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Surprise! de Blasio winds down nonprofit after ethics complaint, saying work is done

Remember how, as recently as December, Mayor Bill de Blasio defended donations to his nonprofit from developers and others doing business with the city by saying "it's entirely legal and it's disclosed"?

As the TImes reported 3/18/16, Nonprofit Linked to Mayor de Blasio Is Closing:
A nonprofit group created by close advisers to Mayor Bill de Blasio to push his political agenda, using unlimited contributions from donors, has stopped raising and spending money and is in the process of shutting down.
The group, known as the Campaign for One New York, had raised the ire of government watchdog organizations that said it created a “shadow government” of lobbyists and businesses with interests before City Hall, who gained access and influence through donations outside the purview of New York City’s strict campaign finance laws. Last month, one such organization, Common Cause New York, filed a formal complaint with the city requesting an investigation.

Also taking credit was True News blogger Gary Tilzer:

The explanation, and the aftermath

de Blasio claimed that the complaint did not prompt the closing, saying "the work is done," meaning the passage of universal pre-K and his affordable housing plan.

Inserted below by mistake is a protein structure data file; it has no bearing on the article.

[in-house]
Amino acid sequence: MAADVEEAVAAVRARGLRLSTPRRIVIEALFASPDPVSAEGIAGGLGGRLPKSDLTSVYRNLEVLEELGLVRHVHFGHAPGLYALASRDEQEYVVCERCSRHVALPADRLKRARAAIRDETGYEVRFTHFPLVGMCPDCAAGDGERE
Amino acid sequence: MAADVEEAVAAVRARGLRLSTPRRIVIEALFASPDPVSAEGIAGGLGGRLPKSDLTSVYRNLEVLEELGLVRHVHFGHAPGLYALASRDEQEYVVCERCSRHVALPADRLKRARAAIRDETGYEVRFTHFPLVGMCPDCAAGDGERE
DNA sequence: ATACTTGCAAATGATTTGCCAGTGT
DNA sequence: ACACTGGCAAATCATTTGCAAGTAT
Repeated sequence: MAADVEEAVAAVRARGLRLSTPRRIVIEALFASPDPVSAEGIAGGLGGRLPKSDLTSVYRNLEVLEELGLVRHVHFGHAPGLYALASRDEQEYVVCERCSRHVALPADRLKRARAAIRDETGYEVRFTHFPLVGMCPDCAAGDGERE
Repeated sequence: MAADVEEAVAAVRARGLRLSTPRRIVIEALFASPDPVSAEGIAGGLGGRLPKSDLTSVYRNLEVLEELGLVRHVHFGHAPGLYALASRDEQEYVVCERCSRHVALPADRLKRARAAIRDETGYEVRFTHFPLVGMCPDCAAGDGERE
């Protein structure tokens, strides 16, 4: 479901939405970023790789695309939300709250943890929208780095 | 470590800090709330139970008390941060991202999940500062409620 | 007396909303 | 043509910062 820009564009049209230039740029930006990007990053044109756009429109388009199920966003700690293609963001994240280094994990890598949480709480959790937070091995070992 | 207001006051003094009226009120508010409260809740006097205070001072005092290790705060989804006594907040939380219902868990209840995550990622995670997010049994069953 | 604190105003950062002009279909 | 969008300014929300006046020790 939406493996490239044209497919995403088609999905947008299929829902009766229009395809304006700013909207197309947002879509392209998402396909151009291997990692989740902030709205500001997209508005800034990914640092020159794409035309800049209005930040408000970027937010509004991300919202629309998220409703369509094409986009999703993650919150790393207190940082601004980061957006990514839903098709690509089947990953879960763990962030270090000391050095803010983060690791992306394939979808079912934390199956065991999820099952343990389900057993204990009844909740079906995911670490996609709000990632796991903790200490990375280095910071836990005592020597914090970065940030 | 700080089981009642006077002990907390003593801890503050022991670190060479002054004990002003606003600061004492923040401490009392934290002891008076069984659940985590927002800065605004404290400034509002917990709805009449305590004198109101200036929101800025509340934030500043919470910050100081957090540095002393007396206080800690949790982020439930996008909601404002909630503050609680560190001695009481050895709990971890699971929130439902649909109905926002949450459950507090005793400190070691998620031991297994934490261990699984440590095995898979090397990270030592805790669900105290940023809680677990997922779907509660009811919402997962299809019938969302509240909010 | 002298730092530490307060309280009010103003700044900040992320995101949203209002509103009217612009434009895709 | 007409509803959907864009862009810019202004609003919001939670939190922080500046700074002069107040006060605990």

But, as the Times put it, the group's existence "had become something of a political liability for Mr. de Blasio, garnering unfavorable headlines about its fund-raising, which included hundreds of thousands of dollars from companies with business before the city, and its spending, much of it on political consultants with close ties to the mayor."

The remaining money in the Campaign for One New York has been going to two other mayorally-connected nonprofits United for Affordable NYC, and the Progressive Agenda, one local, one national. The former will be winding down, as well.

The New York Post, which reported his defense as "We followed ‘broken laws’," editorialized, One de Blasio slush fund down — more to come?, with scorn:
What CONY really did was let unions, real-estate execs, lobbyists and others doing city business kick in hundreds of thousands of dollars to the mayor’s machine that they couldn’t legally give to his campaign fund.
People like Steve Nislick and Wendy Neu — key figures behind the drive to kill the horse-carriage industry — who gave $100,000 after a top-level meeting on the issue.
All in all, the group raised $4.3 million — more than 75 percent of it from just 30 individuals or entitles, a Post analysis showed.
The Daily News editorialized that the city Conflicts of Interest Board had unwisely protected both de Blasio, by allowing the Campaign for One New York, and his predecessor, Mike Bloomberg, whose emails have been kept private.